Panglao Island’s Very Own Sardine Run Is Back – And We Couldn’t Be Happier!

 

Giant vortex of sardines is back, and the “Habagat wind” changes our regular dive sites to Doljo – we never mind because it’s gorgeous!

Greetings from windy Panglao island! It’s been a while since the last blog post due to summer holidays (we travelled back home to Finland, Al’s post coming later), but now it’s time to get back to island routines. Panglao gets pretty quiet during summer months with almost everyone who live here permanently taking their holidays this time of the year. Many of the diving instructors leave elsewhere else to work, some return later to Panglao, some not. You can definitely find plenty of tourists wondering on the streets, although Alona beach is definitely quieter than normally. Well lets put it this way: it’s quiet from tourists, but the constant construction keeps it very noisy and messy. But all those travellers that find their way to Panglao can enjoy cheaper low season rates and quieter dive spots, that’s for sure.

White frog fish in Panglao
White frog fish in Napaling. Picture: Heini Härsilä

This time of the year is also Habagat season, which mean relatively strong wind from west creating big waves on Alona beach. Beach turns into almost surfing beach and all diving boats move to safer areas around the island.

Habagat is the name for the warm and wet southwest monsoon wind that blows northwestward from the warm seas around Celebes and the equator towards Asia but veers northeastward to hit the western seaboard of the Philippines. This wind brings humid air, thick clouds, and heavy rains to the country from mid-June to mid-September. This wind strengthens whenever a typhoon enters the the “Philippine Area of Responsibility” at this season, bringing heavy rains and floods. – Quora

But even if diving in Alona is not possible at the moment, I actually like this time of the year quite a bit, because all course dives are done in North-West tip of Pangalo island, Doljo. Doljo beach is very quiet beach most of the year, but during Habagat wind all diving operators are on that side. And the reef at Doljo is stunning! Beautiful corals and colours, many frogfish, snakes, and a year ago I was lucky enough to see my first and only whale shark so far!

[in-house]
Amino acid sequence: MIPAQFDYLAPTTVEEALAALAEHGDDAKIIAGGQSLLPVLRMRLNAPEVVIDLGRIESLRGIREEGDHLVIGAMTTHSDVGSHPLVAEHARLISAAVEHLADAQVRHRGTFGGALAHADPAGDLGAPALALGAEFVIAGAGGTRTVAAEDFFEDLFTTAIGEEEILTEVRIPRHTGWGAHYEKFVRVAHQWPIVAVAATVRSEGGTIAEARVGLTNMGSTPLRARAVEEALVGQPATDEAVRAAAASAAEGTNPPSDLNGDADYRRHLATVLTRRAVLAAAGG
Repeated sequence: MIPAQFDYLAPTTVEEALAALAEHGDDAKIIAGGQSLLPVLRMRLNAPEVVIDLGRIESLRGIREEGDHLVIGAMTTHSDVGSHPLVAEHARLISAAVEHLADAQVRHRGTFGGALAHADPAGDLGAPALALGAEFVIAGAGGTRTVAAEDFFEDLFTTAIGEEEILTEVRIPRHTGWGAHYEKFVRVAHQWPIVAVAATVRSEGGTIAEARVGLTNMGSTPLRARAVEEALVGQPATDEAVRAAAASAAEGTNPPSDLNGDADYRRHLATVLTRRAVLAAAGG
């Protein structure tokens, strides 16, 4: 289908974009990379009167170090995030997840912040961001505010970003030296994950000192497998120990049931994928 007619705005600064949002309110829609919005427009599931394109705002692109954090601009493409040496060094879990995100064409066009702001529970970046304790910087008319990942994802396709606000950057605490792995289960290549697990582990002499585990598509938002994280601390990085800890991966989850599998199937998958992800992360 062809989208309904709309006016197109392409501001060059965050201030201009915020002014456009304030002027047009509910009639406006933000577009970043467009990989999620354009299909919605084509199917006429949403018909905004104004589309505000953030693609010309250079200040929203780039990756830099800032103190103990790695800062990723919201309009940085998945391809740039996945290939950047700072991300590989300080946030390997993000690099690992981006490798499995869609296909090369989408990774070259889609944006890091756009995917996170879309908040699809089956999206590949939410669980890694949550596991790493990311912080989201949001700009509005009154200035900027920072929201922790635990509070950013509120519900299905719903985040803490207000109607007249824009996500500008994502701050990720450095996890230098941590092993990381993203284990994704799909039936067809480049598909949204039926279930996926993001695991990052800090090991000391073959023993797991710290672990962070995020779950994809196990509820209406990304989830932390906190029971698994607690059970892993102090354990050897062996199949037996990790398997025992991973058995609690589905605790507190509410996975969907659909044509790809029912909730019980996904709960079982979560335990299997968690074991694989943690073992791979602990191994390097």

On northern side of Panglao there’s also Momo beach and Napaling dive site, which is famous for its sardine run. Giant vortex of sardines are in very shallow reef bringing trevallies, barracudas and other predators with them. For divers it’s an unique experience to see big fish catching the small ones, and see the seamless cooperation of the sardines trying to escape from the predators. The sunlight through a giant school of these fish is just mind-blowingly beautiful.

IMG_1725
Sardine run in Napaling. Picture: Heini Härsilä

The sardines appeared the fist time in history (as far as we know) less than a year ago in Napaling. For few months divers and snorkelers get to enjoy this site, but then (like always), some fishermen decided they needed the sardines more than the others, and decided to catch all of them with a giant net. We were all very upset.

But luckily this wasn’t just a once-in-a-lifetime sardine run, it seems that the sardines are here to stay! So just two weeks ago someone realised that the sardines are back, and now everyone wants to see them!

Want to dive with the sardines? Contact divedreamers(at)gmail.com and we can go together. 🙂

❤ Heini

 

ps. to my all dive-professional friends: now is good time to apply jobs in Panglao.

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